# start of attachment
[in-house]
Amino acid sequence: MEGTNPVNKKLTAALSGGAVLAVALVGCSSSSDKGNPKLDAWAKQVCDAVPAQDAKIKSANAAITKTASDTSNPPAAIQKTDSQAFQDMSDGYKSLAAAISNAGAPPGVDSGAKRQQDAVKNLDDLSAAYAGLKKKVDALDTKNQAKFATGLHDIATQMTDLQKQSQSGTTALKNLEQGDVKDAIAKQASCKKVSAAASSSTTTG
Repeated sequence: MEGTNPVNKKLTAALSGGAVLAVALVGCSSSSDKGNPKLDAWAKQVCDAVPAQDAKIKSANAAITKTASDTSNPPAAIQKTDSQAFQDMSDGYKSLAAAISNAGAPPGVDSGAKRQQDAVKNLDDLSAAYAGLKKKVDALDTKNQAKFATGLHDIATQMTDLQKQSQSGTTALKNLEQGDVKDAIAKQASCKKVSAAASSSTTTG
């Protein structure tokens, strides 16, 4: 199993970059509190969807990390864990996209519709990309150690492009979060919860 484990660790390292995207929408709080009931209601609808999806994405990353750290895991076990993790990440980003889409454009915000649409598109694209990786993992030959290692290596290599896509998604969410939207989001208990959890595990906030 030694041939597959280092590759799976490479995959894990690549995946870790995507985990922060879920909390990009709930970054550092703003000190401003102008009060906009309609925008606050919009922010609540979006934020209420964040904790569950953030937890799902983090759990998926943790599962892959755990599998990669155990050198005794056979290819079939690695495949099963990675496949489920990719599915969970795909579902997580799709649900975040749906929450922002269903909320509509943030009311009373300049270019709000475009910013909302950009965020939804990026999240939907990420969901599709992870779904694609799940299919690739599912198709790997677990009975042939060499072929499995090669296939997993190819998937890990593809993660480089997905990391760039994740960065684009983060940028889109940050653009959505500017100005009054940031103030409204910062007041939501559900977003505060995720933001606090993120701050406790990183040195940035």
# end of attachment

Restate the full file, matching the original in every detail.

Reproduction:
[in-house]
Amino acid sequence: MEGTNPVNKKLTAALSGGAVLAVALVGCSSSSDKGNPKLDAWAKQVCDAVPAQDAKIKSANAAITKTASDTSNPPAAIQKTDSQAFQDMSDGYKSLAAAISNAGAPPGVDSGAKRQQDAVKNLDDLSAAYAGLKKKVDALDTKNQAKFATGLHDIATQMTDLQKQSQSGTTALKNLEQGDVKDAIAKQASCKKVSAAASSSTTTG
Repeated sequence: MEGTNPVNKKLTAALSGGAVLAVALVGCSSSSDKGNPKLDAWAKQVCDAVPAQDAKIKSANAAITKTASDTSNPPAAIQKTDSQAFQDMSDGYKSLAAAISNAGAPPGVDSGAKRQQDAVKNLDDLSAAYAGLKKKVDALDTKNQAKFATGLHDIATQMTDLQKQSQSGTTALKNLEQGDVKDAIAKQASCKKVSAAASSSTTTG
């Protein structure tokens, strides 16, 4: 199993970059509190969807990390864990996209519709990309150690492009979060919860 484990660790390292995207929408709080009931209601609808999806994405990353750290895991076990993790990440980003889409454009915000649409598109694209990786993992030959290692290596290599896509998604969410939207989001208990959890595990906030 030694041939597959280092590759799976490479995959894990690549995946870790995507985990922060879920909390990009709930970054550092703003000190401003102008009060906009309609925008606050919009922010609540979006934020209420964040904790569950953030937890799902983090759990998926943790599962892959755990599998990669155990050198005794056979290819079939690695495949099963990675496949489920990719599915969970795909579902997580799709649900975040749906929450922002269903909320509509943030009311009373300049270019709000475009910013909302950009965020939804990026999240939907990420969901599709992870779904694609799940299919690739599912198709790997677990009975042939060499072929499995090669296939997993190819998937890990593809993660480089997905990391760039994740960065684009983060940028889109940050653009959505500017100005009054940031103030409204910062007041939501559900977003505060995720933001606090993120701050406790990183040195940035």